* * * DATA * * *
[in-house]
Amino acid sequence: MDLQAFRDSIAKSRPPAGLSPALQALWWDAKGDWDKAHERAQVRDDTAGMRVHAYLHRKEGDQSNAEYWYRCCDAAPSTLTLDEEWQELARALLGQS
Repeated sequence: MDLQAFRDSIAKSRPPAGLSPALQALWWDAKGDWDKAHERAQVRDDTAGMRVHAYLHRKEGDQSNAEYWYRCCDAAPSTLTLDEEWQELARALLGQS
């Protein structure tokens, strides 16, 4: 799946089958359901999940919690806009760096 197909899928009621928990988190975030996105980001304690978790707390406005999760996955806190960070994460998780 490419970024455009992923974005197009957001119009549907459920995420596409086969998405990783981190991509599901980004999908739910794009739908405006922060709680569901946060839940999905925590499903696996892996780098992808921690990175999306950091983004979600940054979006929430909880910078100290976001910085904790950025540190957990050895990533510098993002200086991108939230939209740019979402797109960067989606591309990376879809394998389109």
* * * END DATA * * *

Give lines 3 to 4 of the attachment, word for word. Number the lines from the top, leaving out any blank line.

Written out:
Repeated sequence: MDLQAFRDSIAKSRPPAGLSPALQALWWDAKGDWDKAHERAQVRDDTAGMRVHAYLHRKEGDQSNAEYWYRCCDAAPSTLTLDEEWQELARALLGQS
């Protein structure tokens, strides 16, 4: 799946089958359901999940919690806009760096 197909899928009621928990988190975030996105980001304690978790707390406005999760996955806190960070994460998780 490419970024455009992923974005197009957001119009549907459920995420596409086969998405990783981190991509599901980004999908739910794009739908405006922060709680569901946060839940999905925590499903696996892996780098992808921690990175999306950091983004979600940054979006929430909880910078100290976001910085904790950025540190957990050895990533510098993002200086991108939230939209740019979402797109960067989606591309990376879809394998389109």